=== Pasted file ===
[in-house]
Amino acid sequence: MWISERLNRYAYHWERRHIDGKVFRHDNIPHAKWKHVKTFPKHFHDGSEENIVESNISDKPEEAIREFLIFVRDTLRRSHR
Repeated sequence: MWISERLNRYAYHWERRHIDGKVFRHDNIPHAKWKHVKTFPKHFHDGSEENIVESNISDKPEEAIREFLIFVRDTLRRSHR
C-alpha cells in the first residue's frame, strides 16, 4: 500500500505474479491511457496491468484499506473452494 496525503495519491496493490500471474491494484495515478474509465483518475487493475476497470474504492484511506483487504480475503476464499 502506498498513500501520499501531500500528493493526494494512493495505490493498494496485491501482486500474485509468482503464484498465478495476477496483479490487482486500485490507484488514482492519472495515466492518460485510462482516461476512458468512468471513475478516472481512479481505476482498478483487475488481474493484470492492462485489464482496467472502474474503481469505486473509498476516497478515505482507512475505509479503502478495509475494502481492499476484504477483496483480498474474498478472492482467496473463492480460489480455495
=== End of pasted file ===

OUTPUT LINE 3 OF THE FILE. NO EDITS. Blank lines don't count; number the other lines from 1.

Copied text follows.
Repeated sequence: MWISERLNRYAYHWERRHIDGKVFRHDNIPHAKWKHVKTFPKHFHDGSEENIVESNISDKPEEAIREFLIFVRDTLRRSHR